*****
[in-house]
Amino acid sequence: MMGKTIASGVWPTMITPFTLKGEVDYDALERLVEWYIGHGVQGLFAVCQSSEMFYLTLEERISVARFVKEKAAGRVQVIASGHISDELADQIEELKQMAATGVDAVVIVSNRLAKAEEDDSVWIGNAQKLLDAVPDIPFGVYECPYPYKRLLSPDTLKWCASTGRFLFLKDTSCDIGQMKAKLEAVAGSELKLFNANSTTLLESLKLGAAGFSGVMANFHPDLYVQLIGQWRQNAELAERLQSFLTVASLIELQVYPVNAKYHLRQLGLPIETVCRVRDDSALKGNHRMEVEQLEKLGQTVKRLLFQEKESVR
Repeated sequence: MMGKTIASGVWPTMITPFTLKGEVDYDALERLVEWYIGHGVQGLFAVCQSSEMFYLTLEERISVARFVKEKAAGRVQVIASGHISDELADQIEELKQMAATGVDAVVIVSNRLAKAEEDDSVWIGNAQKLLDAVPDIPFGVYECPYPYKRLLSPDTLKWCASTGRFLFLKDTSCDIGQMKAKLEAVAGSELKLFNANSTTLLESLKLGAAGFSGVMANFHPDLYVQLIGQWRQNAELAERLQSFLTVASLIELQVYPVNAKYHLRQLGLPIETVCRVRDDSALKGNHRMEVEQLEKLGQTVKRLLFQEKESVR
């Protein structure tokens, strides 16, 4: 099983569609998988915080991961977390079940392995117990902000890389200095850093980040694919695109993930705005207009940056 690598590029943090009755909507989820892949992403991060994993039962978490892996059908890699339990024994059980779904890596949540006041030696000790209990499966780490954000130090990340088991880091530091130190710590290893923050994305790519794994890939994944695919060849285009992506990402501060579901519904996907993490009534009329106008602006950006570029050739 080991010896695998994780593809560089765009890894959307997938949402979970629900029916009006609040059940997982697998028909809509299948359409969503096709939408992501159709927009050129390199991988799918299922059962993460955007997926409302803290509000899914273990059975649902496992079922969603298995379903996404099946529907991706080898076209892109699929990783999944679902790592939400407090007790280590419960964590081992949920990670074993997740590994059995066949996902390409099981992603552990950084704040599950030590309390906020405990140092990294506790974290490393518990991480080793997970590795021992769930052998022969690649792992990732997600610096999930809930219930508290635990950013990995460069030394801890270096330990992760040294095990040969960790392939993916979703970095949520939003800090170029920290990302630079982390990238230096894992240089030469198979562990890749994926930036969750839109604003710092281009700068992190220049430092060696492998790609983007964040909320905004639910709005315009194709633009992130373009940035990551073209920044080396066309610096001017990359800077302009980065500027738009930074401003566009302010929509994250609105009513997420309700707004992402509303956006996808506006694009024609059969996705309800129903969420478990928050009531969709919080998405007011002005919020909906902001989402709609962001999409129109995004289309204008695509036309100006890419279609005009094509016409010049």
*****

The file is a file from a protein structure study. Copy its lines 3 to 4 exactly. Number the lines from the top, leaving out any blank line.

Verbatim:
Repeated sequence: MMGKTIASGVWPTMITPFTLKGEVDYDALERLVEWYIGHGVQGLFAVCQSSEMFYLTLEERISVARFVKEKAAGRVQVIASGHISDELADQIEELKQMAATGVDAVVIVSNRLAKAEEDDSVWIGNAQKLLDAVPDIPFGVYECPYPYKRLLSPDTLKWCASTGRFLFLKDTSCDIGQMKAKLEAVAGSELKLFNANSTTLLESLKLGAAGFSGVMANFHPDLYVQLIGQWRQNAELAERLQSFLTVASLIELQVYPVNAKYHLRQLGLPIETVCRVRDDSALKGNHRMEVEQLEKLGQTVKRLLFQEKESVR
């Protein structure tokens, strides 16, 4: 099983569609998988915080991961977390079940392995117990902000890389200095850093980040694919695109993930705005207009940056 690598590029943090009755909507989820892949992403991060994993039962978490892996059908890699339990024994059980779904890596949540006041030696000790209990499966780490954000130090990340088991880091530091130190710590290893923050994305790519794994890939994944695919060849285009992506990402501060579901519904996907993490009534009329106008602006950006570029050739 080991010896695998994780593809560089765009890894959307997938949402979970629900029916009006609040059940997982697998028909809509299948359409969503096709939408992501159709927009050129390199991988799918299922059962993460955007997926409302803290509000899914273990059975649902496992079922969603298995379903996404099946529907991706080898076209892109699929990783999944679902790592939400407090007790280590419960964590081992949920990670074993997740590994059995066949996902390409099981992603552990950084704040599950030590309390906020405990140092990294506790974290490393518990991480080793997970590795021992769930052998022969690649792992990732997600610096999930809930219930508290635990950013990995460069030394801890270096330990992760040294095990040969960790392939993916979703970095949520939003800090170029920290990302630079982390990238230096894992240089030469198979562990890749994926930036969750839109604003710092281009700068992190220049430092060696492998790609983007964040909320905004639910709005315009194709633009992130373009940035990551073209920044080396066309610096001017990359800077302009980065500027738009930074401003566009302010929509994250609105009513997420309700707004992402509303956006996808506006694009024609059969996705309800129903969420478990928050009531969709919080998405007011002005919020909906902001989402709609962001999409129109995004289309204008695509036309100006890419279609005009094509016409010049």